LOUISVILLE, Ky. -- The old guy with the familiar face and unforgettable fists sat quietly in an electric golf cart, taking pictures with the players on the two Ryder Cup rosters.
The Louisville legend himself, Muhammad Ali, made a trek to Valhalla Golf Club on Thursday and served as a living metaphor for what is sure to follow on the tee boxes and fairways, when the teams start throwing haymakers as the 37th Ryder Cup matches begin with alternate-shot format Friday morning.
If you thought the pressure-packed opening moments of the matches create a lump in the throats of players, you should have seen European captain Nick Faldo's reaction to spending a few moments with The Greatest during the team practice session.
"Incredible moment," Faldo said, his eyes visibly tearing up and reaching for a drink to wash down the golf ball-sized frog in his throat. "As you can see."
U.S. captain Paul Azinger had met Ali last year, in the former heavyweight champ's home, no less. He mentioned having watched Ali fight Ken Norton three decades ago, a brawl in which Ali's jaw was broken, yet he soldiered on. The eyes of Ali, 66, who has been rendered nearly silent by his long battle with Parkinson's Disease, lit up.
"I told him that was an inspiration for me, to never quit, no matter what I was doing," Azinger said.
It was a stirring episode for both teams as the Ryder wrasslin' match will begin with some heavy firepower on Friday at 8:05 a.m., when Azinger sent Phil Mickelson and Ryder rookie Anthony Kim off in the first group against two-time 2008 major championship winner Padraig Harrington and Robert Karlsson.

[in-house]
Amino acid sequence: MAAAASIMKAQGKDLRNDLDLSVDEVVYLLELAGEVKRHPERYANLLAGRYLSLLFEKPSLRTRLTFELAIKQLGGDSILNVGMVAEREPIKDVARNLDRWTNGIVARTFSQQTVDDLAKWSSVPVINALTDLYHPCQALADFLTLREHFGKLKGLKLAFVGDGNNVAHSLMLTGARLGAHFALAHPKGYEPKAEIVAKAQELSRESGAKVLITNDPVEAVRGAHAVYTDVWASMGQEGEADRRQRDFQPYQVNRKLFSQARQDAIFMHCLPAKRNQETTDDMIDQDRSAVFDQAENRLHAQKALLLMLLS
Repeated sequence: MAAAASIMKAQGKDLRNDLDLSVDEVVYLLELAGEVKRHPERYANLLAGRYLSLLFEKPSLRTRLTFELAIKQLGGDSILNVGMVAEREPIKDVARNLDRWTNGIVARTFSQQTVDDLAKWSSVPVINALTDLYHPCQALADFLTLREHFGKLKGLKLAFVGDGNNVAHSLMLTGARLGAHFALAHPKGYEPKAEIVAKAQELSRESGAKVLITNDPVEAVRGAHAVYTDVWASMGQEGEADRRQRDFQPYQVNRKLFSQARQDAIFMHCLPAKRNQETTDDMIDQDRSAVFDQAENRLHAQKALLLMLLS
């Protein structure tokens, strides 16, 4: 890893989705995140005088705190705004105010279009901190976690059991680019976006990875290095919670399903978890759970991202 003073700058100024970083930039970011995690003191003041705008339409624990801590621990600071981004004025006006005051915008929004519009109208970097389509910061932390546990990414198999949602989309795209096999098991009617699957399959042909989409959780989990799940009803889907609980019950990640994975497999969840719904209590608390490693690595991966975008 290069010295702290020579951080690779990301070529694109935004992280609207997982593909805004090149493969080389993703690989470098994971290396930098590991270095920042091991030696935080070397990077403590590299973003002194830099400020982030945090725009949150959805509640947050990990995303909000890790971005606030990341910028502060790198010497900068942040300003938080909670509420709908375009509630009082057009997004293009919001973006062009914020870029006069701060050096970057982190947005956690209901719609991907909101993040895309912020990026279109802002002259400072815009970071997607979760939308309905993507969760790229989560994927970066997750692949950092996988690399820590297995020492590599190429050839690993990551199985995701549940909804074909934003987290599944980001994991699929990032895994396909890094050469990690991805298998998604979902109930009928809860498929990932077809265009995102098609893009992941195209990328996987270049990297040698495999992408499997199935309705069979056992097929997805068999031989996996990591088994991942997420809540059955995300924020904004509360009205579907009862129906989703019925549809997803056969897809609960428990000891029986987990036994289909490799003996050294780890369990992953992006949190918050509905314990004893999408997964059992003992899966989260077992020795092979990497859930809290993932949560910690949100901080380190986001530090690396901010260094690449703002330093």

Azinger said he considered starting with homegrown Kentuckians J.B. Holmes and Kenny Perry, but indicated that Holmes might not be best suited to alternate-shot play. Instead, Perry will play in the fourth and final alternate-shot duel with veteran Jim Furyk, and they will take on the biggest monsters of the Euro team, Sergio Garcia and Lee Westwood.
Garcia and Westwood, the new leaders of the European squad, are 4-1-1 together in team play. But all of Kentucky will rooting on Perry, 48, an increasingly popular native who still lives in the state.
"The crowd will definitely pick us up tomorrow," Perry said. "It will definitely be home-field advantage for us."
If they win, it could potentially send an important message to Europe's strongest pairing. Garcia is 8-0-0 in alternate-shot team play.
"I like the fact that Kenny Perry gets to play Sergio with an everything-to-gain, nothing-to-lose mindset," Azinger said.
Likewise, Faldo said he had no problem sending the Garcia-Westwood tandem out last, rather than first, given that Harrington and Karlsson have both won in the past few weeks. In fact, the 6-foot-5 Swede won the European Tour event last Sunday in Germany and the Americans haven't won since mid-July. Still, sending Garcia's group off first to hopefully get the momentum building was considered, Faldo said.